Use Your Resources Wisely
"To market the brand, I called on my friends to do photoshoots, to be models, and I used the community around me to help me do it and make it look grand without being costly. When you can present something to an investor that looks good, feels good, is solution-based and it's something that is needed, that gives you a better opportunity. Now when we go into banks and ask for loans our company looks more appealing."
Understand the Business
"Where I see a lot of entrepreneurs go wrong is not having the education, not knowing how to get along, how to draw up a business plan. You have to be able to show that your business can make money, and as a Black business owner, be able to prove that the Black dollar is worth it. As an entrepreneur, you will run up against some hurdles and you will have some people that will say no. However, if you stay persistent enough, you can find people that are willing to put money behind your brand. Before you expect anyone to put money behind your brand, however, put your own money into it, put your own heart and your own soul into it—so that when you go to these people, you can say this is what I've done, this is where I need help. You really educate yourself."
Know Your Worth
"To be honest with you, I sit on a board with my team of investors and creative team and I'm the only Black person oftentimes walking into the boardroom to have conversations with these larger retail stores. Really owning the fact that you’re a Black business owner and not letting it be used as a catalyst because "we're a trend" is vitally important."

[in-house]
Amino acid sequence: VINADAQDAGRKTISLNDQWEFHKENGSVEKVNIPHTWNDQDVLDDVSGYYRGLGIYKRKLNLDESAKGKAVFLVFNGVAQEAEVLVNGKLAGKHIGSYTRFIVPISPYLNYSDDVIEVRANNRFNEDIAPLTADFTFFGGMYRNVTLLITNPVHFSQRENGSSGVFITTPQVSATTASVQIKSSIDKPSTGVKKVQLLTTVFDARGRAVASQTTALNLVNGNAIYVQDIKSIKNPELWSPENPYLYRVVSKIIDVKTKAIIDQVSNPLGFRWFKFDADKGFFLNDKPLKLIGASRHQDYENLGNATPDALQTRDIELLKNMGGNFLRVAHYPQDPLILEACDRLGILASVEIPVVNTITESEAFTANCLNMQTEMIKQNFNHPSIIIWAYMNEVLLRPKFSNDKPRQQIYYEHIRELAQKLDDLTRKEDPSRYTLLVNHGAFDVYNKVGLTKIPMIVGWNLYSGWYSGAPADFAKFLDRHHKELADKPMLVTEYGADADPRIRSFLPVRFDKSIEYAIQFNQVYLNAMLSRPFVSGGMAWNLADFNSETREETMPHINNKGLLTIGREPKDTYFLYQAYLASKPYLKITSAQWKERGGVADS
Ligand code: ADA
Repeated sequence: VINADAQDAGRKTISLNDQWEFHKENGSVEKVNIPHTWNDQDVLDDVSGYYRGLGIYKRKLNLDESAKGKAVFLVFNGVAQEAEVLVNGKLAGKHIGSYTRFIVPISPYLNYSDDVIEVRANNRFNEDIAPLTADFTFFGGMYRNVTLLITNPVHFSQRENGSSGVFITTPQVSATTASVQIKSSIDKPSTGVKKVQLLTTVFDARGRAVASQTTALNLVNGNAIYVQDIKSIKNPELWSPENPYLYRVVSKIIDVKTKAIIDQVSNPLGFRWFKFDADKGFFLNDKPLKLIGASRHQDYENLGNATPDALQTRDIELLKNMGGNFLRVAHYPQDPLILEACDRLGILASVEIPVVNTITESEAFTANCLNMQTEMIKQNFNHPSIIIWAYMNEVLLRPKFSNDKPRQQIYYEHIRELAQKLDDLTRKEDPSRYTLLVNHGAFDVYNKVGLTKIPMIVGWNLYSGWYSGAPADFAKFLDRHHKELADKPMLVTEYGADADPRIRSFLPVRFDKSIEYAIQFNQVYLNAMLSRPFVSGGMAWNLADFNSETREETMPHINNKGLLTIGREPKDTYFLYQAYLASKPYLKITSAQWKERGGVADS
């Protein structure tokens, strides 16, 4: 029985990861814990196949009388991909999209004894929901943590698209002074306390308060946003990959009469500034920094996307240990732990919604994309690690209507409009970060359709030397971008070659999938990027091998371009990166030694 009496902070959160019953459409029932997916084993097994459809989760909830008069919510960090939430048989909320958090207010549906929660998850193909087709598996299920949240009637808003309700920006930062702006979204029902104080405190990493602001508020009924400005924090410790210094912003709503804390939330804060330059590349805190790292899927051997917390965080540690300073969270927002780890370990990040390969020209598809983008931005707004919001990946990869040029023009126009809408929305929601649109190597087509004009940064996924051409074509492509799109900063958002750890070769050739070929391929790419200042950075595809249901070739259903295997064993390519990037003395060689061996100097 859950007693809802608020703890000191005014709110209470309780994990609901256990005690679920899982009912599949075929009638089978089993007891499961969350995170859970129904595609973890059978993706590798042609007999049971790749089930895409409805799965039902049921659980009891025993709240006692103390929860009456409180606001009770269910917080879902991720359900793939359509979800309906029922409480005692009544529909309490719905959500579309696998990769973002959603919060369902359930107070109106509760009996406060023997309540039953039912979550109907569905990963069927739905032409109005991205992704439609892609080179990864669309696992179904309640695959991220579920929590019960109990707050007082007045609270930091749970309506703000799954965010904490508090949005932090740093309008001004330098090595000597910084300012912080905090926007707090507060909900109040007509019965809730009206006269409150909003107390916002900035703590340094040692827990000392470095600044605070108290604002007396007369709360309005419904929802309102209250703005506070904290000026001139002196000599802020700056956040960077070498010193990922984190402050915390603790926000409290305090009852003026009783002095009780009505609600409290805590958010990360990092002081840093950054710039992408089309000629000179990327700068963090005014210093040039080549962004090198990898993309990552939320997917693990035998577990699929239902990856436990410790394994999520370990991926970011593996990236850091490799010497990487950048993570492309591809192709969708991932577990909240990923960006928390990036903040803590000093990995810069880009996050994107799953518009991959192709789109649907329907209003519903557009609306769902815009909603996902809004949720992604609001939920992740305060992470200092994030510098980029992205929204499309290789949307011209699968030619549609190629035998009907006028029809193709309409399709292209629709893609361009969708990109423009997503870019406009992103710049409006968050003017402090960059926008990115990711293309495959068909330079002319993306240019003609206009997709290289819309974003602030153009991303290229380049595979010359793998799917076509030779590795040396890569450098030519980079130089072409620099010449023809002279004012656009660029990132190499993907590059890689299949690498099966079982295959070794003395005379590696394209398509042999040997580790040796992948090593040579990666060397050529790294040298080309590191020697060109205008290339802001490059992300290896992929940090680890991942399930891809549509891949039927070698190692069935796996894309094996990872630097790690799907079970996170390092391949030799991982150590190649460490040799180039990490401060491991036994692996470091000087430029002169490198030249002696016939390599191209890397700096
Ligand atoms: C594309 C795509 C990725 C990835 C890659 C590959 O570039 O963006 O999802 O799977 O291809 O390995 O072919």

Be Financially Prepared
"After the racially-charged events of 2020, venture capitalists began reaching out to Black brands saying, “Here's a deal if you want to go into these stores.” But the caveat is that it's going to cost a lot of money to go into stores. And so although many of these retailers have committed to the 15 percent pledge, you have to have the finances to fill the orders to go into a retailer. Even if you do HSN as I did, you have to have the finances. So many Black people have great brands. It's doing hot in the streets, doing hot on e-commerce, and then when it gets time to go and sit with a retailer, they don't have that funding to go in. They're scrambling trying to find the funding very quickly. And oftentimes what will happen is somebody will offer to give the funding, but they want you to give up ownership. I say, raise as much money as you can on your own. Raise as much money as you can privately. Take out a business loan that is just enough for you to get the things that you need to get done. "